As the world fights the SARS-CoV-2 virus causing the COVID-19 pandemic, another group of dangerous pathogens looms in the background. The threat of antibiotic-resistant bacteria has been growing for years and appears to be getting worse. If COVID-19 taught us one thing, it’s that governments should be prepared for more global public health crises, and that includes finding new ways to combat rogue bacteria that are becoming resistant to commonly used drugs.
In contrast to the current pandemic, viruses may be be the heroes of the next epidemic rather than the villains. Scientists have shown that viruses could be great weapons against bacteria that are resistant to antibiotics.
I am a biotechnology and policy expert focused on understanding how personal genetic and biological information can improve human health. Every person interacts intimately with a unique assortment of viruses and bacteria, and by deciphering these complex relationships we can better treat infectious diseases caused by antibiotic-resistant bacteria.
Replacing antibiotics with phage
Since the discovery of penicillin in 1928, antibiotics have changed modern medicine. These small molecules fight off bacterial infections by killing or inhibiting the growth of bacteria. The mid-20th century was called the Golden Age for antibiotics, a time when scientists were discovering dozens of new molecules for many diseases.
This high was soon followed by a devastating low. Researchers saw that many bacteria were evolving resistance to antibiotics. Bacteria in our bodies were learning to evade medicine by evolving and mutating to the point that antibiotics no longer worked.
As an alternative to antibiotics, some researchers are turning to a natural enemy of bacteria: bacteriophages. Bacteriophages are viruses that infect bacteria. They outnumber bacteria 10 to 1 and are considered the most abundant organisms on the planet.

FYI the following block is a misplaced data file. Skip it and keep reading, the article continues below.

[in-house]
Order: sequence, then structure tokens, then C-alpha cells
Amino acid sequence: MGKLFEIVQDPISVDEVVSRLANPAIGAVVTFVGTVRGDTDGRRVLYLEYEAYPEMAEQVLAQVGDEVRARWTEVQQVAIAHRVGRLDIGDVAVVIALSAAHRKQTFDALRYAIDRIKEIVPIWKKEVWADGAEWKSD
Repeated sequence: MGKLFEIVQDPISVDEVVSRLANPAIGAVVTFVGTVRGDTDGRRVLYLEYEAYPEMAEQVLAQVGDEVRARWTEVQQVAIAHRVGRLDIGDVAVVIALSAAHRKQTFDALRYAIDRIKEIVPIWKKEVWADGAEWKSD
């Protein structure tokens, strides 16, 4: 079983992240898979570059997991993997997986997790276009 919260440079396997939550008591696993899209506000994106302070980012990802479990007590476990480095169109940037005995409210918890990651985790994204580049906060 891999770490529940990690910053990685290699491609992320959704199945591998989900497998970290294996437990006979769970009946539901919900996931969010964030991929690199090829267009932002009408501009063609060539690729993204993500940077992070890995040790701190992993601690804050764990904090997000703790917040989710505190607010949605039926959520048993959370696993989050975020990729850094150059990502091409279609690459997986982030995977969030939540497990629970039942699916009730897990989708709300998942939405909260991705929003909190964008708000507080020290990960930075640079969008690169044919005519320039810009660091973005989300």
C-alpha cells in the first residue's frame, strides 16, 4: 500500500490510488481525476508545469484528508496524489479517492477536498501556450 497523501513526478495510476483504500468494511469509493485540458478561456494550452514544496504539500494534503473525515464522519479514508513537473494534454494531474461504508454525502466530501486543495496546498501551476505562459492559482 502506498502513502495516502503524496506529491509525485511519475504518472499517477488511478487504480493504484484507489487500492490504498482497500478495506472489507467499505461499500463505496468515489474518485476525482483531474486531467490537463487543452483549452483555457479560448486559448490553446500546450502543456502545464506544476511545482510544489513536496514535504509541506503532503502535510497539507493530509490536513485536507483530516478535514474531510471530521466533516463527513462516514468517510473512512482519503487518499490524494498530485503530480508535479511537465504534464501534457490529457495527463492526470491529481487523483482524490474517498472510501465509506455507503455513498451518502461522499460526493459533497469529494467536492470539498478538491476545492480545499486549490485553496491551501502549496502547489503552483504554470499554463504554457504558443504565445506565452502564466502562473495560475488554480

Bacteriophages, also known as phages, survive by infecting bacteria, replicating and bursting out from their host, which destroys the bacterium.
Harnessing the power of phages to fight bacteria isn’t a new idea. In fact, the first recorded use of so-called phage therapy was over a century ago. In 1919, French microbiologist Félix d'Hérelle used a cocktail of phages to treat children suffering from severe dysentery.
D'Hérelle’s actions weren’t an accident. In fact, he is credited with co-discovering phages, and he pioneered the idea of using bacteria’s natural enemies in medicine. He would go on to stop cholera outbreaks in India and plague in Egypt.
Phage therapy is not a standard treatment you can find in your local hospital today. But excitement about phages has grown over the past few years. In particular, scientists are using new knowledge about the complex relationship between phages and bacteria to improve phage therapy. By engineering phages to better target and destroy bacteria, scientists hope to overcome antibiotic resistance.
Even if you are not a biologist, you may have heard of one type of bacterial immune system: CRISPR, which stands for Clustered Regularly Interspaced Short Palindromic Repeats. This immune system helps bacteria store genetic information from viral infections. The bacteria then use that information to fight off future invaders, much as our own immune system can recognize a particular pathogen to fight off infection.